When you think of the weeks ahead, does anything spring to mind as a time when you may feel emotionally overwhelmed?

What might you do in such moments to support yourself through it?

How might you better honour (or hone) your sensitivity to a range of feelings and emotions rather than numbing yourself?

Feel free to comment below.

love,

Eve x

 

 

 

 

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My Weekly Summer Health special – mental health feature (published 4/8/16)

MWmentalhealthspecial

If you struggle with anxiety, post traumatic stress, depression, OCD or any other mental health issues, what helps you be extra kind to yourself?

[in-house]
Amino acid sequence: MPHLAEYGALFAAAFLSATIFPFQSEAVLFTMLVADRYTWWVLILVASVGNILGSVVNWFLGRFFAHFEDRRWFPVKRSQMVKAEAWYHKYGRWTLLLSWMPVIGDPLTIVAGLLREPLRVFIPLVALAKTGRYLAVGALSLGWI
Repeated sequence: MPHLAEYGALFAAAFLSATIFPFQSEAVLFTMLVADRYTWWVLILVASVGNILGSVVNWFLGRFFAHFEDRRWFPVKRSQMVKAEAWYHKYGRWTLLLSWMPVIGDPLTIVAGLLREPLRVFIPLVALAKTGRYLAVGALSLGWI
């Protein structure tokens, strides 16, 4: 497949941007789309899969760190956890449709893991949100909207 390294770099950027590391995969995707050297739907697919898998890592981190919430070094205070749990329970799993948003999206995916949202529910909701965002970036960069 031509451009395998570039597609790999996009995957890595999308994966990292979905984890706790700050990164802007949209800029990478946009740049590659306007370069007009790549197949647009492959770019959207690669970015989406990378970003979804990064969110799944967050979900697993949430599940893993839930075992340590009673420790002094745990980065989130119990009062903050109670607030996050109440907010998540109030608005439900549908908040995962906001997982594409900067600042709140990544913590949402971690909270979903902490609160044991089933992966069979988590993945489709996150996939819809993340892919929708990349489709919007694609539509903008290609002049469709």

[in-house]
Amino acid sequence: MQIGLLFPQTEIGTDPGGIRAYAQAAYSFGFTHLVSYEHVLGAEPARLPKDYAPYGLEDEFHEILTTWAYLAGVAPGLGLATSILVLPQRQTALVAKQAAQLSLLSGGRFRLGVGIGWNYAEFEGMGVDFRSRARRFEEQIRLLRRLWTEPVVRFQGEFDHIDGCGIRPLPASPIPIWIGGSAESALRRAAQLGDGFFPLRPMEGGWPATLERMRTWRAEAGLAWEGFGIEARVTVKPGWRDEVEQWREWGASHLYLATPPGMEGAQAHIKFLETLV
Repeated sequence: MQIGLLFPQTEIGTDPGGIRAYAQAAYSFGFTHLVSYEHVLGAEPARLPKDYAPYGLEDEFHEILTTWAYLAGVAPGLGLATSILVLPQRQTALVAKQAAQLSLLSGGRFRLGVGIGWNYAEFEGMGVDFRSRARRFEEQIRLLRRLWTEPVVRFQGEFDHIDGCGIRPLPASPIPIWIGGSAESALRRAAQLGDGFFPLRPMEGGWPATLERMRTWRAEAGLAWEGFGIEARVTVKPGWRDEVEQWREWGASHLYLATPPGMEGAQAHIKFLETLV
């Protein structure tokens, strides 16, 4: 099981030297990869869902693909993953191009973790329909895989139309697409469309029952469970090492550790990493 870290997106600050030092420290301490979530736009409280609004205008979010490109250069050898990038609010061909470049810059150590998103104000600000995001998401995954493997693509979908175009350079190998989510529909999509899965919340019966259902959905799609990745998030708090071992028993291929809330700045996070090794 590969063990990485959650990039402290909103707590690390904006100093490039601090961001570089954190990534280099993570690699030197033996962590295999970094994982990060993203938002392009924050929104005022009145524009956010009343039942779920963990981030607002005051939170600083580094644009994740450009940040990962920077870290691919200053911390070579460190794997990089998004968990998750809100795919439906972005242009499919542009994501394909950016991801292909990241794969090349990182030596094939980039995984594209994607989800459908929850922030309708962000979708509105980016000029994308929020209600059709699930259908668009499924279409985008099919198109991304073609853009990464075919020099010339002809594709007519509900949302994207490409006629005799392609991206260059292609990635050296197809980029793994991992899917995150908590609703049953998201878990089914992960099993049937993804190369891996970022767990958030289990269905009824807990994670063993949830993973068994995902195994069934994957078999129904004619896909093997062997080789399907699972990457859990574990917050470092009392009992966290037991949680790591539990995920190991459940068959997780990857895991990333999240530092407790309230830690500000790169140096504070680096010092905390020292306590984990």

You can read the full piece by clicking the links below. I used to be able to easily create one pdf from several pages but this skill has (temporarily, hopefully) eluded me today.

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Hope you find it helpful.

Feel free to comment below.

love,

Eve x

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What to dooooooo? Working with our shadows

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What can we do to avoid historian’s predictions of Holocaust-like-history repeating itself? As individuals? How can we tap into the loving, expansive, inclusive, generous parts of ourselves and humanity instead of giving into fear and loathing?

Yes, there are petitions and demonstrations.

But what about the rest of our lives? The gazillions of thoughts and beliefs we rarely even notice but which contribute to our experience and the way we relate to others?